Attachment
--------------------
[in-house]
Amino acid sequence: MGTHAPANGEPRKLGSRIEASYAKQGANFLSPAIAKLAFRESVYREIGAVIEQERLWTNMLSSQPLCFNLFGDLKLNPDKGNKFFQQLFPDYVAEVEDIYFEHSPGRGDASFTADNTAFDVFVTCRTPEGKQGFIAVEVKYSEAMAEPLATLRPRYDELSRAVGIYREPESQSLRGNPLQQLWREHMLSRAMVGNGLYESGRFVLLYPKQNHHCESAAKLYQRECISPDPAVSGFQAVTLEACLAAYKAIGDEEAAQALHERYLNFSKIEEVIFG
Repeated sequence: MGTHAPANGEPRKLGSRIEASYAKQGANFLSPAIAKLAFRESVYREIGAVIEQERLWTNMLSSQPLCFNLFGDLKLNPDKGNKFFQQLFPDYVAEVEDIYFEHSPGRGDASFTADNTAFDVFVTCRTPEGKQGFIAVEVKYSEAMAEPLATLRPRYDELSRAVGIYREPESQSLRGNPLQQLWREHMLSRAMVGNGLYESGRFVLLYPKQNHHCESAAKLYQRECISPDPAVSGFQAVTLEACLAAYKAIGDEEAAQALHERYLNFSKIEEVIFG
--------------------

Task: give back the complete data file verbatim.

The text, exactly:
[in-house]
Amino acid sequence: MGTHAPANGEPRKLGSRIEASYAKQGANFLSPAIAKLAFRESVYREIGAVIEQERLWTNMLSSQPLCFNLFGDLKLNPDKGNKFFQQLFPDYVAEVEDIYFEHSPGRGDASFTADNTAFDVFVTCRTPEGKQGFIAVEVKYSEAMAEPLATLRPRYDELSRAVGIYREPESQSLRGNPLQQLWREHMLSRAMVGNGLYESGRFVLLYPKQNHHCESAAKLYQRECISPDPAVSGFQAVTLEACLAAYKAIGDEEAAQALHERYLNFSKIEEVIFG
Repeated sequence: MGTHAPANGEPRKLGSRIEASYAKQGANFLSPAIAKLAFRESVYREIGAVIEQERLWTNMLSSQPLCFNLFGDLKLNPDKGNKFFQQLFPDYVAEVEDIYFEHSPGRGDASFTADNTAFDVFVTCRTPEGKQGFIAVEVKYSEAMAEPLATLRPRYDELSRAVGIYREPESQSLRGNPLQQLWREHMLSRAMVGNGLYESGRFVLLYPKQNHHCESAAKLYQRECISPDPAVSGFQAVTLEACLAAYKAIGDEEAAQALHERYLNFSKIEEVIFG